Thursday, 16 October 2014

Veterinary Technicians - The Wind Beneath the Wings

Veterinarians are the faces we often see when we go to the animal clinic - they handle diagnosing and caring for our beloved pets, and they possess the medical knowledge to take care of the specific needs of the animals in their care. However, veterinarians are not the only people involved in animal clinics.

If veterinarians are the doctors of the animal world, veterinary technicians can then be called the nurses of the animal world. Their roles are very similar in nature - 'nurses' that support the 'doctor' as he or she goes about the business of healing. As such, they handle a number of activities that plays a quiet but essential role in a veterinarian's job of taking care of animals:

Routine Work

Veterinarians have a lot to worry about, especially if they work in a well-established and widely-known animal clinic. Their diagnoses are not simply based off memory or quickly scanned when they look over an animal - careful scientific procedures need to be done, and these scientific procedures are often very routine and mind-numbingly repetitive.

This is where veterinary technicians come in: they handle the more routine jobs that common visitors to the animal clinic do not see on a regular basis. Working in the laboratory, they conduct the routine tests, operations and studies that are essential to a veterinarian's job.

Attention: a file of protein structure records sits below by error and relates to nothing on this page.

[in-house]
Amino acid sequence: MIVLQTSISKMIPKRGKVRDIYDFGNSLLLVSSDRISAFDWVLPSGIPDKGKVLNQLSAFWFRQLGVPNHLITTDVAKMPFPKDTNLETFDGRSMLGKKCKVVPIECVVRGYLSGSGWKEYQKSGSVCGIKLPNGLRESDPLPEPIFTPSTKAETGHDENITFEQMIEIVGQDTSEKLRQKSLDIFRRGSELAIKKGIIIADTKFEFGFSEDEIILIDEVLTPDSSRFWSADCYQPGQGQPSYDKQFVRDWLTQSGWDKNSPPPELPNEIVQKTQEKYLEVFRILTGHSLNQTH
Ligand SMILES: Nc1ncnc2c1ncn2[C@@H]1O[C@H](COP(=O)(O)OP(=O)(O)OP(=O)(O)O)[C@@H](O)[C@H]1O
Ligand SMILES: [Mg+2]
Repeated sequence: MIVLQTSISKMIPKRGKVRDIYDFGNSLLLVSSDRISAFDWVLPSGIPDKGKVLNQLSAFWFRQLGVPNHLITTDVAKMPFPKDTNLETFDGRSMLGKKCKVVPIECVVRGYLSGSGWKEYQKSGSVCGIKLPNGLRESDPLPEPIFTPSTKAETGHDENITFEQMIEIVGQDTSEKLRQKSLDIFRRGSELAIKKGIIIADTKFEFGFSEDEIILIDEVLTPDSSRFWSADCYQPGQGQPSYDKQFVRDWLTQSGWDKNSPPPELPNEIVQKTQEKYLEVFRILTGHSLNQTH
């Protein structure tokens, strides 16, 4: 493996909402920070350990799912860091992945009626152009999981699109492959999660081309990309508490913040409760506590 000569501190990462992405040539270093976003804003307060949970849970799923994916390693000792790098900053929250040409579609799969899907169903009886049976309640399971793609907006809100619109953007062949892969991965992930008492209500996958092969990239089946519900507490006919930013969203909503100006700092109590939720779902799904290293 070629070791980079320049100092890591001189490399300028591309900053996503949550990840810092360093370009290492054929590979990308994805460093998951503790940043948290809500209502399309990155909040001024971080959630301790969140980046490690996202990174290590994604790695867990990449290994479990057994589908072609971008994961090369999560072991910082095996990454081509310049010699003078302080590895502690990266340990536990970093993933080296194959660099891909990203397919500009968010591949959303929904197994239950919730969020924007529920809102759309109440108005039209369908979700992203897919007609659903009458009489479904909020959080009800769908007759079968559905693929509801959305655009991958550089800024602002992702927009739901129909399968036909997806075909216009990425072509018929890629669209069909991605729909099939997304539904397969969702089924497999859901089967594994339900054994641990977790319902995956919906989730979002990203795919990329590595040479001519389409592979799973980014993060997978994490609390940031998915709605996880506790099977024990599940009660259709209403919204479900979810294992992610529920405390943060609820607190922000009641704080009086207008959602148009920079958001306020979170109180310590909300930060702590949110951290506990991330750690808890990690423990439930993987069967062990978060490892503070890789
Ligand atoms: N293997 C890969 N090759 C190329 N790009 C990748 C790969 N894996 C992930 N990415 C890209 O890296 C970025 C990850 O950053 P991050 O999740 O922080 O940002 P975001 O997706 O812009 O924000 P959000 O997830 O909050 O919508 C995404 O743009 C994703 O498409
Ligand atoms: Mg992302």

Technical Work

While Veterinary technicians do much routine work, these jobs are not something that an ordinary person off the street can do. Urinalysis, dental prophylaxis, taking tissue and blood samples are just some of the technical roles that veterinary technicians are required to fill.

This is precisely why veterinary technicians are held in high regard" despite the less public nature of their job, they fill in a myriad of highly specialized and highly technical duties that add meat and depth to a veterinarian's diagnosis and treatment.

Dirty Work

Like their counterparts in the realm of human medicines, veterinary technicians have their fair share of dirty work: handling blood, urine and stool samples, cleaning cages, risking scratches and bites from some pretty angry animals and even euthanizing abandoned and unwanted animals.

And it is activities like euthanizing animals that make the job all the dirtier: the emotional strain of having to euthanize animals is painful even if the process is painless for it, while having to tend to abused and overly-stressed animals sparks stabs the heart of any decent animal lover. All this adds up time, and a professional veterinary technician must learn to deal with issues like these as they rear their ugly heads.

Routine work, technical work and dirty work: these three primary functions of a veterinary technician dictate his or her day to day duties. As such, they are the invisible hands that assist veterinarians as they do their jobs; they are the quiet lab staff that gives the vet results to work with; they are both caretakers and executioners of neglected animals.

No comments:

Post a Comment